Cassini's Photo Album From a Season of Icy Moons

false-color view of Rhea (above) and Dione False-color views of Saturn's cratered, icy moons, Rhea and Dione. Image credit: NASA/JPL/Space Science Institute
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December 06, 2005

Wrapping up a phenomenally successful year of observing Saturn's icy moons, the Cassini mission is releasing a flood of new views of the moons Enceladus, Dione, Rhea, Hyperion and Iapetus.

The moons and their intricacies are being highlighted at a news briefing today at the American Geophysical Union meeting in San Francisco.

Several new images of Rhea, a moon measuring 1,528 kilometers (949 miles) across, were taken during Cassini's most recent close flyby on November 26. During the encounter, Cassini dipped to within 500 kilometers (310 miles) of Rhea's surface.

Additional new images include two "zoomable" mosaics of Rhea and Hyperion at high resolution; false-color views revealing compositional variation on the surfaces of Hyperion, Dione and Rhea; two movies reproducing Cassini's exciting encounters with Iapetus and Hyperion; and dazzling new images of the plumes of Enceladus, including a time-lapse movie.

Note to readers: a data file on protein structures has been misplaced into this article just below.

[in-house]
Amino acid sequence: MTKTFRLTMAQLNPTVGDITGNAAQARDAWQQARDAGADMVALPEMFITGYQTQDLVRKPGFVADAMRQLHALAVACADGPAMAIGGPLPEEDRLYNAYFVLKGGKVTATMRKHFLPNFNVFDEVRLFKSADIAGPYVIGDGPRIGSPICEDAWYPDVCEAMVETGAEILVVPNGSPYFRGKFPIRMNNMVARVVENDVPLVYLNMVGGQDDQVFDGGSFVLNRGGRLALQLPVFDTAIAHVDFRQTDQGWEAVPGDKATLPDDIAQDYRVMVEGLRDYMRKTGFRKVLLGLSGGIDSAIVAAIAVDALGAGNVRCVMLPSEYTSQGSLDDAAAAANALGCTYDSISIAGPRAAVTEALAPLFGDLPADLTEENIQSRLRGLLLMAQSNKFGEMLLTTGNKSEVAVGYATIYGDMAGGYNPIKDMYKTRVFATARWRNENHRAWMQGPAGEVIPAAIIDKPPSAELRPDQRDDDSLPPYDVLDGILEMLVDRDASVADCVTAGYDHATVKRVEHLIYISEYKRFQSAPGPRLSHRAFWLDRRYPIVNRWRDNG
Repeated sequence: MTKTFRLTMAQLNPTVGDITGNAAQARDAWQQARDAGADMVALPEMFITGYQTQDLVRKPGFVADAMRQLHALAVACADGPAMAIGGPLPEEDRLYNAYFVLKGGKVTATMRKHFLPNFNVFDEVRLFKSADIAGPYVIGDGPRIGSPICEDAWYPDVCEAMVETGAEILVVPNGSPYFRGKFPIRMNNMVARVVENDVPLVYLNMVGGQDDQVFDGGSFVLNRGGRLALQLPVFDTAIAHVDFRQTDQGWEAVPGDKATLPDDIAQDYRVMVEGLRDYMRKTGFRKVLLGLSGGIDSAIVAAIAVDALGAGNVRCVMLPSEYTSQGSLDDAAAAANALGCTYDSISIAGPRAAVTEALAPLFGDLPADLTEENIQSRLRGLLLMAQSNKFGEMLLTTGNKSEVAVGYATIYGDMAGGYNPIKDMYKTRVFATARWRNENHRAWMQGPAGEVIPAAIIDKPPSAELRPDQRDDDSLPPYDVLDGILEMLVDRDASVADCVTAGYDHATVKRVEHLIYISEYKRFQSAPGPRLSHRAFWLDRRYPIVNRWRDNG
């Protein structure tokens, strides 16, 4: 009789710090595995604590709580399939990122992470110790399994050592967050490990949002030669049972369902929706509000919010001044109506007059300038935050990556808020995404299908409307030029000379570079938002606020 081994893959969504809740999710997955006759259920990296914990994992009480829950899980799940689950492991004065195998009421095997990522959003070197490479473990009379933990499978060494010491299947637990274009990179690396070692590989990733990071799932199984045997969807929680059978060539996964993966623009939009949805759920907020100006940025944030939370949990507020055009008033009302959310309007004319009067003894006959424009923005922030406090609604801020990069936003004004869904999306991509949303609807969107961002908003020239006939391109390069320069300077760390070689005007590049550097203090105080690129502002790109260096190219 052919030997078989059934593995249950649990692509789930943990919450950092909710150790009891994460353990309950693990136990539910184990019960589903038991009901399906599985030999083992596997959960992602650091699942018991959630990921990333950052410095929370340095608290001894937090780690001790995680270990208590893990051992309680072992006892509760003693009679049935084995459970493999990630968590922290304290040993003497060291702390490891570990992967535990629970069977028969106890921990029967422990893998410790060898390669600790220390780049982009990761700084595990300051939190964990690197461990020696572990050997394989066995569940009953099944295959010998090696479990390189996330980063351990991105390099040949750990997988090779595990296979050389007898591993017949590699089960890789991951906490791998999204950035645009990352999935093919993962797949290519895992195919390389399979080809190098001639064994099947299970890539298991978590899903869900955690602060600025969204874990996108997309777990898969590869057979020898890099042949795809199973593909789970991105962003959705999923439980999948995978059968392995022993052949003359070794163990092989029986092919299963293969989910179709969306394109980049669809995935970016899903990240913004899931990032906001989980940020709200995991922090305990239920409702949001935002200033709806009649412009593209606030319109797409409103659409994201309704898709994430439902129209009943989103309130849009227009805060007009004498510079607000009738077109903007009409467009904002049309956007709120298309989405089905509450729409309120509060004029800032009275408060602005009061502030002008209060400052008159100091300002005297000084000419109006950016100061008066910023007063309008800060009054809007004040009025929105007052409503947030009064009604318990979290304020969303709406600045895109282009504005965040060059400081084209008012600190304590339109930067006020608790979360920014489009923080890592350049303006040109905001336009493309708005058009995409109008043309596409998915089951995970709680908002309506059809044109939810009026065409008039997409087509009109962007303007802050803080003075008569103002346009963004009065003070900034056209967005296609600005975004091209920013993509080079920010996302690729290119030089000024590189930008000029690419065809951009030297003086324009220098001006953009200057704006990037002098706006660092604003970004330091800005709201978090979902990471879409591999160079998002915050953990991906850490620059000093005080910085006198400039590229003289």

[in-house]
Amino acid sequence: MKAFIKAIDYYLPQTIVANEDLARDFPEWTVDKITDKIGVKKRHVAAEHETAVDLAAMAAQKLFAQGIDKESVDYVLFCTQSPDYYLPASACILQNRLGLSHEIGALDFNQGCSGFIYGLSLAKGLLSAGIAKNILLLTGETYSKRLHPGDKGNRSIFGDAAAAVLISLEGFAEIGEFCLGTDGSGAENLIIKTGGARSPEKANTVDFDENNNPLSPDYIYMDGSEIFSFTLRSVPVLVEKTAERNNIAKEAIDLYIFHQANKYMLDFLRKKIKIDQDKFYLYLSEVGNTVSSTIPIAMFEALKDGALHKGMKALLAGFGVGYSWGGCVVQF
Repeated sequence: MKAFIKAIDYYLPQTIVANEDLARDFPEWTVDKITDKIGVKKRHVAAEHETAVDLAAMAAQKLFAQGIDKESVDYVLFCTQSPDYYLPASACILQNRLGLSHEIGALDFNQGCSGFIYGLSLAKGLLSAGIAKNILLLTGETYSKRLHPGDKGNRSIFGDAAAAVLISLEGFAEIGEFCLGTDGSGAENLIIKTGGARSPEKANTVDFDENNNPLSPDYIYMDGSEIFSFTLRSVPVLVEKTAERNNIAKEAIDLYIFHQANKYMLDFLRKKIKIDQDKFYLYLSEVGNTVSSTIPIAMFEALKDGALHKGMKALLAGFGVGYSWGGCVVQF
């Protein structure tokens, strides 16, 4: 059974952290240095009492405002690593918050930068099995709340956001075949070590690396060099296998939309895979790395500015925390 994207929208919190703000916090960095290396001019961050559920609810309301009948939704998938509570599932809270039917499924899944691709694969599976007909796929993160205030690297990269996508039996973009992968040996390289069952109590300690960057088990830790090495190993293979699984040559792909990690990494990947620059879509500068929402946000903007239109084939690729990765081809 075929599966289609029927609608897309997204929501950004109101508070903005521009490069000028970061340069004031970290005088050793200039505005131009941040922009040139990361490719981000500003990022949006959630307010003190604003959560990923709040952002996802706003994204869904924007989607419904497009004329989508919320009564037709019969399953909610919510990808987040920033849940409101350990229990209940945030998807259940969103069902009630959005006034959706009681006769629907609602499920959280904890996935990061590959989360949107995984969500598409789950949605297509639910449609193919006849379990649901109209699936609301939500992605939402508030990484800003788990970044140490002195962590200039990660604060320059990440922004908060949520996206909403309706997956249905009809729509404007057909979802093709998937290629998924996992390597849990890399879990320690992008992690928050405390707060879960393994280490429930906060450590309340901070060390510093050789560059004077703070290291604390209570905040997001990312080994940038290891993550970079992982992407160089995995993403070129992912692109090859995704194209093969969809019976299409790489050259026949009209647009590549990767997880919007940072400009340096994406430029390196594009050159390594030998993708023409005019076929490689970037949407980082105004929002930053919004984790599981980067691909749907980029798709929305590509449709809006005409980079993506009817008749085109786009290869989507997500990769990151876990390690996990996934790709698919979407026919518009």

The Cassini-Huygens mission is a cooperative project of NASA, the European Space Agency and the Italian Space Agency. The Jet Propulsion Laboratory, a division of the California Institute of Technology in Pasadena, manages the Cassini-Huygens mission for NASA's Science Mission Directorate, Washington. The Cassini orbiter and its two onboard cameras were designed, developed and assembled at JPL. The imaging team is based at the Space Science Institute, Boulder, Colo.

The image products being released include large mosaics, movies and false-color views. They are available at: http://saturn.jpl.nasa.gov , http://www.nasa.gov/cassini and http://ciclops.org .

Carolina Martinez (818) 354-9382
Jet Propulsion Laboratory, Pasadena, Calif.

Preston Dyches (720) 974-5859
Cassini Imaging Central Laboratory for Operations
Space Science Institute, Boulder, Colo

2005-172

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